Reminding us there is no quinine in commercial “tonic” water, Kent creates a quinine tincture, steeping powdered cinchona bark in spirits while the class juices and zests limes and grapefruits. (He credits “The Bar Book” by Jeffrey Morgenthaler for the basic recipe but says he has jazzed it up a bit.) We all help by adding the zest and fruit juices to heating water, along with carefully measured coriander, anise and allspice. The mixture is mulled for 20 minutes, then left to cool as the orange water, quinine tincture and sugar are stirred in.

The finishing touches

On to the ice. Daniel explains that good ice is just a matter of physics: Rip the lid off a six-pack Igloo and then fill the cooler with water, and it will freeze from the top down like a lake, pushing air bubbles and impurities to the bottom. Using a block of ice he has already prepped, Kent starts tapping his serrated bread knife gently with a hammer, scoring a line where the clear ice and the cloudy ice meet. Suddenly the block splits into two layers, and Kent triumphantly holds up the top layer, as clear as any self-respecting mixologist could ever want.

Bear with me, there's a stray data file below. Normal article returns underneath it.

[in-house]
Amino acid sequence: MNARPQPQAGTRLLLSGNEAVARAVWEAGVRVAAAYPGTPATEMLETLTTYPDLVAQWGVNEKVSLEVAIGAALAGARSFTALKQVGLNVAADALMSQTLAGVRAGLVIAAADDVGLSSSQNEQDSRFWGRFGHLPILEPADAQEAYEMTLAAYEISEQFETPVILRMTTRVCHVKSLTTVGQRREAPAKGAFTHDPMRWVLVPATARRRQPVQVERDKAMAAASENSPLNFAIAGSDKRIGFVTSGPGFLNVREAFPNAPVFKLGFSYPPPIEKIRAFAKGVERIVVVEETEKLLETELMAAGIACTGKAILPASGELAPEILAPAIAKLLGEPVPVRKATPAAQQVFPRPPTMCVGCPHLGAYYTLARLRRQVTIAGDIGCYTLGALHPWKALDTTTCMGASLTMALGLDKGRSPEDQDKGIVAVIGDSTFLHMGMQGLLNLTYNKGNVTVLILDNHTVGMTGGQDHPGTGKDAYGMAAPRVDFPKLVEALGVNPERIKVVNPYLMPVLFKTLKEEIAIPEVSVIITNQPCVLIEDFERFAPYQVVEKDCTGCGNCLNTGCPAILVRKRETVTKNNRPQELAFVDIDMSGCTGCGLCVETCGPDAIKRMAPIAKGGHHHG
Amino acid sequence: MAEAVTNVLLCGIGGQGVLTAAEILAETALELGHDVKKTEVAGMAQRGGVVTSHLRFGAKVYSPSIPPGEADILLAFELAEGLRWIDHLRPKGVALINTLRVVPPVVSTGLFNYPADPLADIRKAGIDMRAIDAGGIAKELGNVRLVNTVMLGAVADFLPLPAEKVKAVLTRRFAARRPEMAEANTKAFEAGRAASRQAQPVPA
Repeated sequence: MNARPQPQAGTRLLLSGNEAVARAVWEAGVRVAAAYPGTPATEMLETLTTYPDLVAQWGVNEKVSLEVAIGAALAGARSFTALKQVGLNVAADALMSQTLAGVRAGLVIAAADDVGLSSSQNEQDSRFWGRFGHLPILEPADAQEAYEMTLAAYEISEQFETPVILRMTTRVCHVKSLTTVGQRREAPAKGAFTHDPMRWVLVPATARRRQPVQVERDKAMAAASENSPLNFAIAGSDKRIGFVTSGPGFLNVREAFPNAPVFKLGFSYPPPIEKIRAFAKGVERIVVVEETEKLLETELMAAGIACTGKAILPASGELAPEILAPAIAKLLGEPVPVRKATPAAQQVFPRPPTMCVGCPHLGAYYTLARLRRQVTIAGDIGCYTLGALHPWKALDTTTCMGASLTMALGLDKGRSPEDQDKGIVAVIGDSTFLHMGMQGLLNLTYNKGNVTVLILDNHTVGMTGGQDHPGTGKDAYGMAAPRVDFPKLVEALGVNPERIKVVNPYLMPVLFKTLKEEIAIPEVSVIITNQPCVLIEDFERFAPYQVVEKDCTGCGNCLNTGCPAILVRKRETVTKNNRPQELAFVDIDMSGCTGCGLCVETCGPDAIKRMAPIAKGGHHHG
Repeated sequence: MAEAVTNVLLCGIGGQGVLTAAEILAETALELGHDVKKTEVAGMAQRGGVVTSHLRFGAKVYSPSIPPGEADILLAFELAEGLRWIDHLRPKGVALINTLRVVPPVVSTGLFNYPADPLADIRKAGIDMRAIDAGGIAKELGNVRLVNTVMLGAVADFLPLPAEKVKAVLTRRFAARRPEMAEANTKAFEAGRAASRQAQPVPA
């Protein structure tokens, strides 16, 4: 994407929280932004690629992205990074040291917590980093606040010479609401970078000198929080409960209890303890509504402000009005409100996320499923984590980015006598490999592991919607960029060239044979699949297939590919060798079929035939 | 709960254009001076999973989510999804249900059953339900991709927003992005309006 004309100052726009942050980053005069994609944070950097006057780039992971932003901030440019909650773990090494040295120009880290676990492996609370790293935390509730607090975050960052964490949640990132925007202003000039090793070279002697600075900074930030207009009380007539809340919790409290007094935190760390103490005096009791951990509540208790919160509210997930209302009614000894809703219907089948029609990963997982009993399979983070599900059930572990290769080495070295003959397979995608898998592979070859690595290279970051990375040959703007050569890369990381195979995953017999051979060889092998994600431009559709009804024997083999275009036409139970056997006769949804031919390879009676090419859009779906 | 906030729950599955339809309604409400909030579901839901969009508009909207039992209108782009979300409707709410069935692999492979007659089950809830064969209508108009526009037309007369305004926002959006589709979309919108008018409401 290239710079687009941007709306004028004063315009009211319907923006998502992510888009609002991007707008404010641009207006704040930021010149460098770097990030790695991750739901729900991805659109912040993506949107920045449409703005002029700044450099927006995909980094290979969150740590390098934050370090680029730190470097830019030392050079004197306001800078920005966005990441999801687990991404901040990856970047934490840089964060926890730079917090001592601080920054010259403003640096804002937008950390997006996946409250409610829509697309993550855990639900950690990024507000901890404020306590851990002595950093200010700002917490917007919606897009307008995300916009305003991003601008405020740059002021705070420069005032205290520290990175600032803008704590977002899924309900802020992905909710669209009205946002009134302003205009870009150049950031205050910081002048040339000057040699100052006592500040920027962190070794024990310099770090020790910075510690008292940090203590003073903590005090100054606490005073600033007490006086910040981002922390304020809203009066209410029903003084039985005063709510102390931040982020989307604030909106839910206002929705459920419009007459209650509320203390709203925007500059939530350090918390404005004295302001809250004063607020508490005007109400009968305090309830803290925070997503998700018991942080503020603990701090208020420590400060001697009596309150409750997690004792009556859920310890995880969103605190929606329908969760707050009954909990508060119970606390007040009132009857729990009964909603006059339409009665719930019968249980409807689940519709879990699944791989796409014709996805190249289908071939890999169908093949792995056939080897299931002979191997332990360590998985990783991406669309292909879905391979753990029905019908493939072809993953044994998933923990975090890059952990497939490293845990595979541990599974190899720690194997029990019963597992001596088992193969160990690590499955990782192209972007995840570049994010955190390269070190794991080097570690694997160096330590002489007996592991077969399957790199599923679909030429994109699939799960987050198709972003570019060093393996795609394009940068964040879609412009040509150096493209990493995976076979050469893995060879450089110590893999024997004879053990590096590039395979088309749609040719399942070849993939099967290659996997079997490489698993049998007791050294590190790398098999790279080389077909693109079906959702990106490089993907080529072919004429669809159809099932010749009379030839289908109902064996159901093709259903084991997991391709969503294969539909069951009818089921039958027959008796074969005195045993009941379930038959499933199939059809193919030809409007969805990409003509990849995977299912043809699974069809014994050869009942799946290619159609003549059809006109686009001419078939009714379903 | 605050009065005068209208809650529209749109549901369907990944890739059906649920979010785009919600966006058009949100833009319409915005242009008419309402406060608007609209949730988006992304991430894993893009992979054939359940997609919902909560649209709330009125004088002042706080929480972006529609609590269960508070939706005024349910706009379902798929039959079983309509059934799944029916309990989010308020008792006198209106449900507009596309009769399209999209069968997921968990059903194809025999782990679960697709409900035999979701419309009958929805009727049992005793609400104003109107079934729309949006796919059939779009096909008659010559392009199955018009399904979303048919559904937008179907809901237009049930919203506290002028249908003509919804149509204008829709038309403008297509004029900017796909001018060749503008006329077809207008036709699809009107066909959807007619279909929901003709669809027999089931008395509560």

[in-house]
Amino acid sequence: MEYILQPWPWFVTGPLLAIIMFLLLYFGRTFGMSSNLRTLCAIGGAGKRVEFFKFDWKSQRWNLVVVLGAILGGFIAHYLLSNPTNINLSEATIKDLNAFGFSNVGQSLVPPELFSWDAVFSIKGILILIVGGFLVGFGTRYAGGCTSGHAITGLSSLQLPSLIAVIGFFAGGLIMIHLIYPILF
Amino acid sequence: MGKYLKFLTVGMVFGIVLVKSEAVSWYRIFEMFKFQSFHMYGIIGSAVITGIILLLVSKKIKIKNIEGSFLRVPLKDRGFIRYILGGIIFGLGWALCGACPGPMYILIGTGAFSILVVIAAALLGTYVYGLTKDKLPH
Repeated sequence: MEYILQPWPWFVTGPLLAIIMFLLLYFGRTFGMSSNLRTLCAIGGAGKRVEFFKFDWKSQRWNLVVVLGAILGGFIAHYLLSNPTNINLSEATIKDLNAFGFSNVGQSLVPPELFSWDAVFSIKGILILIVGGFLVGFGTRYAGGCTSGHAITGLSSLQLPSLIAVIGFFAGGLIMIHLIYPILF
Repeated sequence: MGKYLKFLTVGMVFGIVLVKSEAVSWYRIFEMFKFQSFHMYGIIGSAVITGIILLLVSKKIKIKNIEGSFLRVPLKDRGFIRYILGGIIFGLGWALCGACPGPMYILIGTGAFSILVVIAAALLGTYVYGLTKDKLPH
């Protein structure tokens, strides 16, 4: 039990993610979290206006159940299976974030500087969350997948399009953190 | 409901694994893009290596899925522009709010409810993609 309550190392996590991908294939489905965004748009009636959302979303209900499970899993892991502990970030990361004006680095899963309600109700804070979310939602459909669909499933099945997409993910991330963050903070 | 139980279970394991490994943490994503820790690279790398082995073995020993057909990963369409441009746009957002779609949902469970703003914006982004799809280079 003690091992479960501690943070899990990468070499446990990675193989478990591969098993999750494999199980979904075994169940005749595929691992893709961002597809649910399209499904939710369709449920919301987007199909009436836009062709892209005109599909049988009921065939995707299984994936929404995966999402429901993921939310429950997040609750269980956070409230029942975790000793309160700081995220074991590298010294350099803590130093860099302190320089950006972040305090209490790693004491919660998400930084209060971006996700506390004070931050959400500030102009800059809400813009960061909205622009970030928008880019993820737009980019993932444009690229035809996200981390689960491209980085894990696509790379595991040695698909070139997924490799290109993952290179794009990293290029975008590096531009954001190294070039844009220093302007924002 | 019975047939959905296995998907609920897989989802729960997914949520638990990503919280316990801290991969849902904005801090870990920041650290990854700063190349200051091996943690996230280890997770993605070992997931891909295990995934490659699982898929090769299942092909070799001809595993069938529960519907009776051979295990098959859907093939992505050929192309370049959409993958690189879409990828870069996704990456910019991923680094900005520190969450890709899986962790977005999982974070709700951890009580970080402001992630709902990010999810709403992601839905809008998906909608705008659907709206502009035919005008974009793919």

When we are ready to mix the new gin and tonic, Kent schools us on technique, putting the ice in last to create extra fizz. The results are interesting. Junipero, with its more traditional flavoring, was a class favorite during the tasting, but when mixed with the fragrant tonic, it seems too complex. The Terroir, with its more balanced blend of botanicals, marries well with the tonic, but scores low because it does not have the kick that we attendees crave. Meanwhile, the Botanist, only moderately popular at the tasting, becomes the crowd favorite in the mixed drink. This cocktail, with its damp, earthy tones, is as far from artificially flavored gin and chemically manufactured tonic water as you can get.